The Palace Theater was designed by John Eberson, a prominent Austrian-American architect best known for his atmospheric style theater designs. Eberson designed over 500 theaters in his lifetime, earning him the moniker "Opera House John." The theater was constructed in Spanish Baroque Revival style, characterized by its ornate facade, grand marquee, and opulent interior decor. With its opulent architecture and state-of-the-art facilities, the theater quickly became a source of pride for the residents of Gary, reflecting the city's aspirations for growth, prosperity, and cultural sophistication.

This theater was the only atmospheric-style theater in Gary and was regarded as one of the finer examples of atmospheric style theater design. Atmospheric design aimed to provide audiences with a truly immersive and unforgettable theatrical experience from the moment they stepped through the doors. It was especially popular in the early twentieth century, particularly during the 1920s and 1930s. Atmospheric theaters were often inspired by exotic or romanticized settings, such as ancient palaces, Mediterranean gardens, or enchanted forests. This theme was reflected in every aspect of the theater's design, from the exterior façade to the interior decor.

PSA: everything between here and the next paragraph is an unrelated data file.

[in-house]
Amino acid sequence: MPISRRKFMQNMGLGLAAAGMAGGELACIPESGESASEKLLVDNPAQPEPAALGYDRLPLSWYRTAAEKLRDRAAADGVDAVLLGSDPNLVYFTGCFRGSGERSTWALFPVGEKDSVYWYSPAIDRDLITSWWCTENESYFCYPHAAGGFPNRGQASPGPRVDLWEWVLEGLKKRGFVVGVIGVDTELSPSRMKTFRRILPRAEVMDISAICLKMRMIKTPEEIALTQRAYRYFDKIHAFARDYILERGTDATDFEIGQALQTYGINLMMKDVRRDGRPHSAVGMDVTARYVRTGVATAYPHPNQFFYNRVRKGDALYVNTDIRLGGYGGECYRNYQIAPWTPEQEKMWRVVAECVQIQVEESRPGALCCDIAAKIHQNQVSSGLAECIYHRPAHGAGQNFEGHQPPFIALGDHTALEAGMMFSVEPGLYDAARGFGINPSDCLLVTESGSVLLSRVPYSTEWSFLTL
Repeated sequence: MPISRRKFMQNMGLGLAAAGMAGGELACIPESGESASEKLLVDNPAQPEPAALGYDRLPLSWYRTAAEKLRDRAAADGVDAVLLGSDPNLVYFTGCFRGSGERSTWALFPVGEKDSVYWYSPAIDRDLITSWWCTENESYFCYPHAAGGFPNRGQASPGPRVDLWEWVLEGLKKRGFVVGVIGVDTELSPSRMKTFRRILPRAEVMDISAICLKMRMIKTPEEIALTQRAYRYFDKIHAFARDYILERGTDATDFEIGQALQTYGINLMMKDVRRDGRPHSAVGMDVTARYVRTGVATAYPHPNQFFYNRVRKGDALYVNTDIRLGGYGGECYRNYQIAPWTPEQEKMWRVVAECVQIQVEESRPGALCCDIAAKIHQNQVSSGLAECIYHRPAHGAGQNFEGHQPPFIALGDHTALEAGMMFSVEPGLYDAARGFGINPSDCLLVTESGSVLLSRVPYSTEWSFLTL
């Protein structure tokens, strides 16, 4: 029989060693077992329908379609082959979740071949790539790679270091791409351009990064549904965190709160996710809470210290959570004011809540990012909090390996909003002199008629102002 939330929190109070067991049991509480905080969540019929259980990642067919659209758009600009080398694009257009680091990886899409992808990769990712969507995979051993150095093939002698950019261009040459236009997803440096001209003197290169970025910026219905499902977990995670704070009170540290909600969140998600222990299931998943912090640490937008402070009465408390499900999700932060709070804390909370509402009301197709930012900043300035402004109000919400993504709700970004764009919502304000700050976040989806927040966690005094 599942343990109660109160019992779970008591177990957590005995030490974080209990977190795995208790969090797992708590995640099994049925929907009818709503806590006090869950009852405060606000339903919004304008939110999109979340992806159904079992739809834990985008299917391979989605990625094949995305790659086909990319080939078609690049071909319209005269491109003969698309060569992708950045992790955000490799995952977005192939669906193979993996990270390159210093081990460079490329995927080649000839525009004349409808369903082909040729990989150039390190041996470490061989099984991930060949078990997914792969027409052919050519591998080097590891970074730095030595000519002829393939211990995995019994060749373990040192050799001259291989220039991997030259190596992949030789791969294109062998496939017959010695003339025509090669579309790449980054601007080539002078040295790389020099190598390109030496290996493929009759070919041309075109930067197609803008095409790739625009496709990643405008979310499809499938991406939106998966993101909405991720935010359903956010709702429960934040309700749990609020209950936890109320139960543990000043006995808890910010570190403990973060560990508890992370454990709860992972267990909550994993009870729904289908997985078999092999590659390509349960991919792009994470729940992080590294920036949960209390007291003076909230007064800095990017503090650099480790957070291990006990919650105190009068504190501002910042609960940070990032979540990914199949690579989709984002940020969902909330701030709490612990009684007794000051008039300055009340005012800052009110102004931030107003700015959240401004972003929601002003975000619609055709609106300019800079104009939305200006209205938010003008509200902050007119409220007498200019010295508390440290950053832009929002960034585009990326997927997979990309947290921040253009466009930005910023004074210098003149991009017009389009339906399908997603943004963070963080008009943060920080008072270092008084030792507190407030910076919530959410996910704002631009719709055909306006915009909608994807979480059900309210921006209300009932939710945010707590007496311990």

The exterior of atmospheric theaters often featured elaborate facades with intricate architectural details, including towers, domes, and ornamental motifs, intended to capture the imagination and create anticipation for the theatrical experience within. Upon entering the theater, patrons would find themselves surrounded by murals and paintings depicting scenes from the theater's chosen theme. These artworks adorned the walls and ceilings, creating a sense of immersion in a fantastical or exotic world. The furnishings and decor within atmospheric theaters were typically lavish and opulent, featuring plush seating, decorative curtains, and luxurious carpeting.